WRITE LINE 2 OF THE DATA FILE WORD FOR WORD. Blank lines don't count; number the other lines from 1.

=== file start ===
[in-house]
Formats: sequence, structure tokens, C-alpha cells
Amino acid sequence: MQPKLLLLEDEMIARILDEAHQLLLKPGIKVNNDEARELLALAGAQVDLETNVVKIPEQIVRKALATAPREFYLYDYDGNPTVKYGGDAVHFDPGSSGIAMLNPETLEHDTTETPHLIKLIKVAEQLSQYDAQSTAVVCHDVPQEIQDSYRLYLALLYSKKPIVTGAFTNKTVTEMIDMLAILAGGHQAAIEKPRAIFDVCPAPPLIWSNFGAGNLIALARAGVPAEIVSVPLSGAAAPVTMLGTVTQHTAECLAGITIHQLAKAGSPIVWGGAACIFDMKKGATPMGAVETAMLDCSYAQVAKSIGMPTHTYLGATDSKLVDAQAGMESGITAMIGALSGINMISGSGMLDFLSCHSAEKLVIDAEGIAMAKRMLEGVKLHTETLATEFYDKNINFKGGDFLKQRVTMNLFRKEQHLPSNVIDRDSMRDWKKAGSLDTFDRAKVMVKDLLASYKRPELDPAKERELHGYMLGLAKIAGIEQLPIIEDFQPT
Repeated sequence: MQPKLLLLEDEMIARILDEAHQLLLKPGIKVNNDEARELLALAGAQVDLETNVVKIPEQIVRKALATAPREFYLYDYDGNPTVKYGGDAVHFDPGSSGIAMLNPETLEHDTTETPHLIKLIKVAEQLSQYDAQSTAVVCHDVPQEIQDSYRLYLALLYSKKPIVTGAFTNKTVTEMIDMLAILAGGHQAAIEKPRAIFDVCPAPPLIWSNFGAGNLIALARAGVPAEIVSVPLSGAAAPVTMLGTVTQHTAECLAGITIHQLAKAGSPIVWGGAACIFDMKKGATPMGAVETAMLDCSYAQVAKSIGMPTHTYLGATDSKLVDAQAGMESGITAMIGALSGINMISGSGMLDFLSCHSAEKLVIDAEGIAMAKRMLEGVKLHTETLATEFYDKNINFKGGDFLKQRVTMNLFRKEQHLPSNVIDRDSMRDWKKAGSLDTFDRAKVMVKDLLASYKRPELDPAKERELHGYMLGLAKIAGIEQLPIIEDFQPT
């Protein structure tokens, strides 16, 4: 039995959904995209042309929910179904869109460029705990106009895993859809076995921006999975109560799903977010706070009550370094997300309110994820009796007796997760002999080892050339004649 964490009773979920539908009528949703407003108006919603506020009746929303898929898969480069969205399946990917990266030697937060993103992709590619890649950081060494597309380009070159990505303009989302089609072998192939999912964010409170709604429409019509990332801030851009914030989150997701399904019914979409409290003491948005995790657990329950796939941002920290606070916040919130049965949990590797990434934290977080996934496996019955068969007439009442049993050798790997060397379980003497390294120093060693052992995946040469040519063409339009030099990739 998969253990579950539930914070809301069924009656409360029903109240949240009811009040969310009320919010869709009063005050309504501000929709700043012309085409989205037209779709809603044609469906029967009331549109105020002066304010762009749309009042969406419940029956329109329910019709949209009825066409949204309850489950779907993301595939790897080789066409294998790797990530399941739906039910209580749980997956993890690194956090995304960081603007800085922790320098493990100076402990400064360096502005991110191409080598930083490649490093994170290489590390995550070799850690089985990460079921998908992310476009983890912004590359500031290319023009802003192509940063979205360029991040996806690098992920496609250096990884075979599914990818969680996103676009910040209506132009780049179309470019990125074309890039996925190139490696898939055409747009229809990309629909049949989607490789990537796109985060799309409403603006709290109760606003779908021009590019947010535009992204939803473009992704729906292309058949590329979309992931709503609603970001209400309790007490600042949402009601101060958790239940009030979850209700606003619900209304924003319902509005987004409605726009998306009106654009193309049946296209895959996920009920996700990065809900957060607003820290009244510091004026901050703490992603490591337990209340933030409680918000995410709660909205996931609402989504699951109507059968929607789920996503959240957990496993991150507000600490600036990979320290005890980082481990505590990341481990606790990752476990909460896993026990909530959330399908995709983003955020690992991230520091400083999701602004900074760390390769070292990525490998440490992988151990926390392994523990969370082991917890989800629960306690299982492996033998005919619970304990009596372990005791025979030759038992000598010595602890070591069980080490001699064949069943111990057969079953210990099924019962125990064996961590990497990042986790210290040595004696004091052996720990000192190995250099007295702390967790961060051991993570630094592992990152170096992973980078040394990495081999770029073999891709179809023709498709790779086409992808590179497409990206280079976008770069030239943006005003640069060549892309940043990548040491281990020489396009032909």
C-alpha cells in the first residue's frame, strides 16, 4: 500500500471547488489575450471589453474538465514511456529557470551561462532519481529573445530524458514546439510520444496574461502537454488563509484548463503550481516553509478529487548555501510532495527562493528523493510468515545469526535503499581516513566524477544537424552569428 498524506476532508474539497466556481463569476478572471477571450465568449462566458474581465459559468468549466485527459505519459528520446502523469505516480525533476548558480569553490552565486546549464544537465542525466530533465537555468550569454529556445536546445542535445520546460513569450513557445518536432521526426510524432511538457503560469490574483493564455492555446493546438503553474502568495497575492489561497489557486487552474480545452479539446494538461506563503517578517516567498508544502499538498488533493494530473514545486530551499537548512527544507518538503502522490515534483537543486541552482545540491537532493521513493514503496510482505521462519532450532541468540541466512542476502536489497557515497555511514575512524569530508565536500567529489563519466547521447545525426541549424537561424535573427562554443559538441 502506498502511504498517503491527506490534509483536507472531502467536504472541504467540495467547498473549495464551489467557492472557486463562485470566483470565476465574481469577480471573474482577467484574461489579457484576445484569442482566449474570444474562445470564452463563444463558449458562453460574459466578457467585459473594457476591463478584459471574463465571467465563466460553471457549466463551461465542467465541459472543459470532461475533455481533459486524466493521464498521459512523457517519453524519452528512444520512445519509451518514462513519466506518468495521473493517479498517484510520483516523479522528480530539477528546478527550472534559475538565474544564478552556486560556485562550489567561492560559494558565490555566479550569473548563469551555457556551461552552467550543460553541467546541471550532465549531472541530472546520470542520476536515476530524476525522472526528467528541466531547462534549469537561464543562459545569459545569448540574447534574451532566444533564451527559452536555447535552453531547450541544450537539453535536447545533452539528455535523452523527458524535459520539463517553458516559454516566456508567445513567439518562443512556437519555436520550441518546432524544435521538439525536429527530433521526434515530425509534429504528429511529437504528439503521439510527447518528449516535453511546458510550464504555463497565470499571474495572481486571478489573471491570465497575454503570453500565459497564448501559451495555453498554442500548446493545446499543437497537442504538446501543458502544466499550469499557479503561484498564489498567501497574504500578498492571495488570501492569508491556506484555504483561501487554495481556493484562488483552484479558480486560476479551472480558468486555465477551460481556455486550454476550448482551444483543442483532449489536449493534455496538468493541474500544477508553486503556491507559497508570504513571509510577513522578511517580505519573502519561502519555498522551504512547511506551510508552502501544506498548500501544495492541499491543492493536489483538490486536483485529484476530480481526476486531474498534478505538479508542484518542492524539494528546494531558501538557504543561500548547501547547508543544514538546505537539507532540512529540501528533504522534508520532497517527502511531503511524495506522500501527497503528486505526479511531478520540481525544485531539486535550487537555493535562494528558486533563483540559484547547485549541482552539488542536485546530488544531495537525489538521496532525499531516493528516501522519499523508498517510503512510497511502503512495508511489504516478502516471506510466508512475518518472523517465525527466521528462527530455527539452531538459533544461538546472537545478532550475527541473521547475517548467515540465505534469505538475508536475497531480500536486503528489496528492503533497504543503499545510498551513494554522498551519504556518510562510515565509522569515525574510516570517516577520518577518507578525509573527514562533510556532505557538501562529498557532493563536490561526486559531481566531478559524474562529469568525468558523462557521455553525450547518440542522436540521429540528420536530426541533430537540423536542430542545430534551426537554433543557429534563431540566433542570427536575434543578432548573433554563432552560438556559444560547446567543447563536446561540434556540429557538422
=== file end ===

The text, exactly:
Formats: sequence, structure tokens, C-alpha cells